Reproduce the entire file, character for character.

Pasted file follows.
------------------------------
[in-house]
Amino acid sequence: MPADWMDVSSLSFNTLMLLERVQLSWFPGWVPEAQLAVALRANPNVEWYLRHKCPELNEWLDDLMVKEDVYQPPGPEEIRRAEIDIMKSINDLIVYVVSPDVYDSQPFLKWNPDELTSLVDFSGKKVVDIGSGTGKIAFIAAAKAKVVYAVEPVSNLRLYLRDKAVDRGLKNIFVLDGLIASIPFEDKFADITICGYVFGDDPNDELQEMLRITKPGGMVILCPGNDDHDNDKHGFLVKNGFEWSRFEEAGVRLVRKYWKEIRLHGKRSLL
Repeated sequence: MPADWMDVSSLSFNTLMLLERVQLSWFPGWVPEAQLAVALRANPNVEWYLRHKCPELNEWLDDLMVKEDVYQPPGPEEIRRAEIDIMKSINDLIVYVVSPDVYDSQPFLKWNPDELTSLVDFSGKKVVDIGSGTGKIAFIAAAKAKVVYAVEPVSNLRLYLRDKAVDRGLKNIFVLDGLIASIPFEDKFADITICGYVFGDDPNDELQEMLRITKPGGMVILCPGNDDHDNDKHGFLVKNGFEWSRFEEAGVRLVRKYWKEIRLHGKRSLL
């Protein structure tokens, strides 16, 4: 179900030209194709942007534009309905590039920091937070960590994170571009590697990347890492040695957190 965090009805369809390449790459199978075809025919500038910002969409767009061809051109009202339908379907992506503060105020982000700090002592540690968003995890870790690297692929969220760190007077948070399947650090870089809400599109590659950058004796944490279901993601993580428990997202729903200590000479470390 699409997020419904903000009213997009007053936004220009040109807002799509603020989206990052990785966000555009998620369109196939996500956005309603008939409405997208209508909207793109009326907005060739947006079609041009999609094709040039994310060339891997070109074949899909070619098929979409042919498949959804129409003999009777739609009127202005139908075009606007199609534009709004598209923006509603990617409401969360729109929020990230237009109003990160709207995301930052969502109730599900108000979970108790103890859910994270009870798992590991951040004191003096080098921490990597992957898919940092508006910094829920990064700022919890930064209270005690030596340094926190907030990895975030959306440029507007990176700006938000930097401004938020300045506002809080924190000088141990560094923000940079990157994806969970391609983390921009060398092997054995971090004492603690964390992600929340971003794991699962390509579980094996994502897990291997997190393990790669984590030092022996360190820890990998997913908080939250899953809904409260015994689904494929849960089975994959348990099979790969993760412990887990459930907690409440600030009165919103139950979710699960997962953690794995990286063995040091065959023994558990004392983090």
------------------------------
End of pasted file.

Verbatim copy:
[in-house]
Amino acid sequence: MPADWMDVSSLSFNTLMLLERVQLSWFPGWVPEAQLAVALRANPNVEWYLRHKCPELNEWLDDLMVKEDVYQPPGPEEIRRAEIDIMKSINDLIVYVVSPDVYDSQPFLKWNPDELTSLVDFSGKKVVDIGSGTGKIAFIAAAKAKVVYAVEPVSNLRLYLRDKAVDRGLKNIFVLDGLIASIPFEDKFADITICGYVFGDDPNDELQEMLRITKPGGMVILCPGNDDHDNDKHGFLVKNGFEWSRFEEAGVRLVRKYWKEIRLHGKRSLL
Repeated sequence: MPADWMDVSSLSFNTLMLLERVQLSWFPGWVPEAQLAVALRANPNVEWYLRHKCPELNEWLDDLMVKEDVYQPPGPEEIRRAEIDIMKSINDLIVYVVSPDVYDSQPFLKWNPDELTSLVDFSGKKVVDIGSGTGKIAFIAAAKAKVVYAVEPVSNLRLYLRDKAVDRGLKNIFVLDGLIASIPFEDKFADITICGYVFGDDPNDELQEMLRITKPGGMVILCPGNDDHDNDKHGFLVKNGFEWSRFEEAGVRLVRKYWKEIRLHGKRSLL
């Protein structure tokens, strides 16, 4: 179900030209194709942007534009309905590039920091937070960590994170571009590697990347890492040695957190 965090009805369809390449790459199978075809025919500038910002969409767009061809051109009202339908379907992506503060105020982000700090002592540690968003995890870790690297692929969220760190007077948070399947650090870089809400599109590659950058004796944490279901993601993580428990997202729903200590000479470390 699409997020419904903000009213997009007053936004220009040109807002799509603020989206990052990785966000555009998620369109196939996500956005309603008939409405997208209508909207793109009326907005060739947006079609041009999609094709040039994310060339891997070109074949899909070619098929979409042919498949959804129409003999009777739609009127202005139908075009606007199609534009709004598209923006509603990617409401969360729109929020990230237009109003990160709207995301930052969502109730599900108000979970108790103890859910994270009870798992590991951040004191003096080098921490990597992957898919940092508006910094829920990064700022919890930064209270005690030596340094926190907030990895975030959306440029507007990176700006938000930097401004938020300045506002809080924190000088141990560094923000940079990157994806969970391609983390921009060398092997054995971090004492603690964390992600929340971003794991699962390509579980094996994502897990291997997190393990790669984590030092022996360190820890990998997913908080939250899953809904409260015994689904494929849960089975994959348990099979790969993760412990887990459930907690409440600030009165919103139950979710699960997962953690794995990286063995040091065959023994558990004392983090």